Text full multimedia monochrome

First time here?

Find out more about how The Lecture List works.

Do you organise talks?

Register to tell us about them. The Lecture List is a great place to be listed, but it's also an easy place to upload your information to. It's very simple and costs nothing. Find out more

Help!

Find out what you can do to keep The Lecture List online

Neutrino - is the sun still shining?

Frank Close, gives an account of the most enigmatic particles in the universe, neutrinos.


Neutrinos are as near to nothing as anything we know, and so elusive that they are almost invisible. What are they? Why does nature need them? Prof Frank Close, OBE, gives an account of the most enigmatic particles in the universe, and explains why they are becoming of such interest to astrophysicists and cosmologists.

"With X rays, which penetrate much more than ordinary light, you can see inside your hand.
With neutrinos, which penetrate much more than X rays, you can look inside the Sun"

He explains the story of Nobel Prize winner Ray Davis who was the first man to look into the heart of a star. He did so by capturing neutrino, ghostly particles that are produced in the centre of the Sun and stream out across space. As you read this, billions of them are hurtling through your eyeballs at almost the speed of light, unseen.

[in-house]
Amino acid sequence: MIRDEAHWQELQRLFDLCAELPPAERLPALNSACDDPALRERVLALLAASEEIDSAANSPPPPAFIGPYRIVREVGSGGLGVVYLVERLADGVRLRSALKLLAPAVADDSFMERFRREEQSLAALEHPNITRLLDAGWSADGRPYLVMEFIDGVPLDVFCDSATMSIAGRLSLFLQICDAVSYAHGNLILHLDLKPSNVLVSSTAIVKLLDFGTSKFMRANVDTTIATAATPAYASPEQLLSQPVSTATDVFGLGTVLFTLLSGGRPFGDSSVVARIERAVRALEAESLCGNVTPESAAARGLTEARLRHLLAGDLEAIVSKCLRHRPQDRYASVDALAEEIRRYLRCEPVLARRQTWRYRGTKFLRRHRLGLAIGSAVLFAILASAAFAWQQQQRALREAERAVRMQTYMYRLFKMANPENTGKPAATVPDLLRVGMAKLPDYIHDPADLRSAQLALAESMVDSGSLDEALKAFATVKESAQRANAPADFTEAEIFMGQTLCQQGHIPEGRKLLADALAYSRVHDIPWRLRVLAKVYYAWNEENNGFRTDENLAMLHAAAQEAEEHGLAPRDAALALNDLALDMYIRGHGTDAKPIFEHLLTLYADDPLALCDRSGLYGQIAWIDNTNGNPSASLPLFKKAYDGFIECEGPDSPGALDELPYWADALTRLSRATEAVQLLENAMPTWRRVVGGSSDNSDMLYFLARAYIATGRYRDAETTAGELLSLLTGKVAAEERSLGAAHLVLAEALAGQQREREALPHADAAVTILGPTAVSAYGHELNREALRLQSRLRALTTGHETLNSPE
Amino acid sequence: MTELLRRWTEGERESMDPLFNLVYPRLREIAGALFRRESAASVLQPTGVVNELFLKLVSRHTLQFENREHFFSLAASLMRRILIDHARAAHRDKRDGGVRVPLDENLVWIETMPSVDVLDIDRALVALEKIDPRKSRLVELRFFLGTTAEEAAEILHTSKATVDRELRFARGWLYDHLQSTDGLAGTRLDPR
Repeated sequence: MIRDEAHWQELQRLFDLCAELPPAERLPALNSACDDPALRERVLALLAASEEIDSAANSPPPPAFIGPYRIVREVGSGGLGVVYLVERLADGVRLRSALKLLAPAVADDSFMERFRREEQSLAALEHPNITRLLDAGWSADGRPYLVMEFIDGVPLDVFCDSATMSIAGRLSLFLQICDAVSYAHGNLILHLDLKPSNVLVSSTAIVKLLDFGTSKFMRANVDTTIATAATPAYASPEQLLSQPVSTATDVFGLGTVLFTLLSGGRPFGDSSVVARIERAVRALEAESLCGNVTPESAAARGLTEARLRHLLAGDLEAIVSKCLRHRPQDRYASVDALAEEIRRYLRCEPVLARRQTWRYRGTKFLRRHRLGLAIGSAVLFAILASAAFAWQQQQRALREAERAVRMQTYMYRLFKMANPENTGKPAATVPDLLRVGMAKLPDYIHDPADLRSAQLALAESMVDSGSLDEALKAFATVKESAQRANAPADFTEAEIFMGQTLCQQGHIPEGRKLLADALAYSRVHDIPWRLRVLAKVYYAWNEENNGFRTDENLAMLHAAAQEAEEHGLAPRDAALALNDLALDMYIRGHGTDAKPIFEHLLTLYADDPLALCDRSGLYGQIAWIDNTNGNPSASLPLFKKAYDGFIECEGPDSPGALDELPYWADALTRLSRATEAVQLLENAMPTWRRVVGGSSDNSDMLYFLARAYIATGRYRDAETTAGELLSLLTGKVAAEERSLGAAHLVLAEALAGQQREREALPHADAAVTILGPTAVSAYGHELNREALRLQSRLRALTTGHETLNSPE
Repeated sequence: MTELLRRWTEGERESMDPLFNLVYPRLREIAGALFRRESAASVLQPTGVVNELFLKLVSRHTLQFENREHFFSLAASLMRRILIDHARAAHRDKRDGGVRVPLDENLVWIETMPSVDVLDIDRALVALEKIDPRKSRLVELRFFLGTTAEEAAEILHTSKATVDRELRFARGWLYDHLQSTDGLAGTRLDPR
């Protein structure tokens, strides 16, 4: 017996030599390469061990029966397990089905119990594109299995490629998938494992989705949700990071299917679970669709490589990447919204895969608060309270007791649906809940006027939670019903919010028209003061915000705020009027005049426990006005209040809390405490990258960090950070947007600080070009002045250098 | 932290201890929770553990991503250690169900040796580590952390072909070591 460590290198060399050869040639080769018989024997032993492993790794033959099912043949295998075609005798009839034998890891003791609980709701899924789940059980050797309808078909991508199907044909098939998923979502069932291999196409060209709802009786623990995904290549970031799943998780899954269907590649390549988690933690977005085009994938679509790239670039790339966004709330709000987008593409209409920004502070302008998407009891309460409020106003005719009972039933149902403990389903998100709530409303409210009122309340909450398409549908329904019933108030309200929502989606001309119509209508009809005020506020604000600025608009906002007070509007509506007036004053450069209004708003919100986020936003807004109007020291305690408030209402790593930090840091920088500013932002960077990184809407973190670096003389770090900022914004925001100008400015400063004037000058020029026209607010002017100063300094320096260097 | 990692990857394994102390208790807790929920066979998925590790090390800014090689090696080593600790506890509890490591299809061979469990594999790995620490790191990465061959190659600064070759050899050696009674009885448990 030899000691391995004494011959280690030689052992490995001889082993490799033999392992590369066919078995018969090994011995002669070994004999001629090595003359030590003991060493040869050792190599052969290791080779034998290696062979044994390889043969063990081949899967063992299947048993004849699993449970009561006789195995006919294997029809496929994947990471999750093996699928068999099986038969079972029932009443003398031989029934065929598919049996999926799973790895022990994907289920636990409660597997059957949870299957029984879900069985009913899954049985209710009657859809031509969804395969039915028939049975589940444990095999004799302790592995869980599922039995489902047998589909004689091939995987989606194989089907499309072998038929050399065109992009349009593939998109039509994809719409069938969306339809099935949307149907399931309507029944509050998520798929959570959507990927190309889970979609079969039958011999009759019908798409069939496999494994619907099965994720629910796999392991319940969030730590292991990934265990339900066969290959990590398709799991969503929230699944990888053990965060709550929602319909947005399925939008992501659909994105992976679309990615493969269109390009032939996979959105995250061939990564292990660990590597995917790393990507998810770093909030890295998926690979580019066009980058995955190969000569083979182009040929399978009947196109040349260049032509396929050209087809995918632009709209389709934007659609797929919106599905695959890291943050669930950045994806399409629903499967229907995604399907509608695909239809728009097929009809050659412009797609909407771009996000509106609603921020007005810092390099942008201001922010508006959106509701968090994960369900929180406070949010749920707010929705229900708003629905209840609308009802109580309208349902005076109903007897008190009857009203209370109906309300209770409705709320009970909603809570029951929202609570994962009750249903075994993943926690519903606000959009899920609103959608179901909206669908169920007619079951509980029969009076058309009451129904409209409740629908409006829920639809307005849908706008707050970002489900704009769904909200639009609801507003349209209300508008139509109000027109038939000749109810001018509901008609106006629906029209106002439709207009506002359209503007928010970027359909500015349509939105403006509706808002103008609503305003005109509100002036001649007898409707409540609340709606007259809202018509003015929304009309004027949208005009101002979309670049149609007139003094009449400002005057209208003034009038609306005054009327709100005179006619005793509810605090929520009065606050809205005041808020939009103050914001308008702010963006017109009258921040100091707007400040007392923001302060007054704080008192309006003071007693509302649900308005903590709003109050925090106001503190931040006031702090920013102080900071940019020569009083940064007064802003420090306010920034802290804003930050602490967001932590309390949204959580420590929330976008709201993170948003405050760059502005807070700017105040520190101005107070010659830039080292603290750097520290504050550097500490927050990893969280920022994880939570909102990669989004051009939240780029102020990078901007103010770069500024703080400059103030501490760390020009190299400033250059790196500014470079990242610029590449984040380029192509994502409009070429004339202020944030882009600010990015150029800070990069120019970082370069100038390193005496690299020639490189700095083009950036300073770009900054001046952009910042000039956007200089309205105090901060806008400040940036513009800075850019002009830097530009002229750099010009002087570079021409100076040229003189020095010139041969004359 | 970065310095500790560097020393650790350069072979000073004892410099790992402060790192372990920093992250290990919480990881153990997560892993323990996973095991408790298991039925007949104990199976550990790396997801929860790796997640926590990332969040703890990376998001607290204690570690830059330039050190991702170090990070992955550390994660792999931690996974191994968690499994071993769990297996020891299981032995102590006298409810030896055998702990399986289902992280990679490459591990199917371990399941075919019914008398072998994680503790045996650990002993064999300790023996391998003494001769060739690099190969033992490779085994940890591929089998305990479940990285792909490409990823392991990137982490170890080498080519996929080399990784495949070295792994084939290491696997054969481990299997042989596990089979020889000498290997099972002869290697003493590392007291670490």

Neutrinos are as near to nothing as anything we know and so elusive that they are almost invisible. Yet with clever technology we can now take pictures of the Sun in neutrino light. When he started most thought it would be impossible. It nearly turned out to be. 40 years would pass before he was proved right, leading to his Nobel Prize in 2002 aged 87. Longevity is an asset in the neutrino business; not everyone would be so lucky.

The real genius behind our modern understanding of the neutrino missed out on three Nobel Prizes - because he fled the UK to the Soviet Union, and didn’t survive to see his theories proved. Neutrinos are the shyest and most mysterious particles in the universe, and we are beginning to suspect that the humble neutrino may hold the secret to the disappearance of antimatter in the universe.


Speaker(s):

Prof Frank Close | talks

 

Date and Time:

21 October 2010 at 7:00 pm

Duration:

1 hour 30 minutes

 

Venue:

The Royal Institution of Great Britain
21 Albemarle Street
London
W1S 4BS
+44 20 74 09 29 92
http://www.rigb.org/

More at The Royal Institution of Great Britain...

 

Tickets:

£8 standard, £6 concessions, £4 Ri Members

Available from:

www.rigb.org

Register to tell a friend about this lecture.

Comments

If you would like to comment about this lecture, please register here.



 

Any ad revenue is entirely reinvested into the Lecture List's operating fund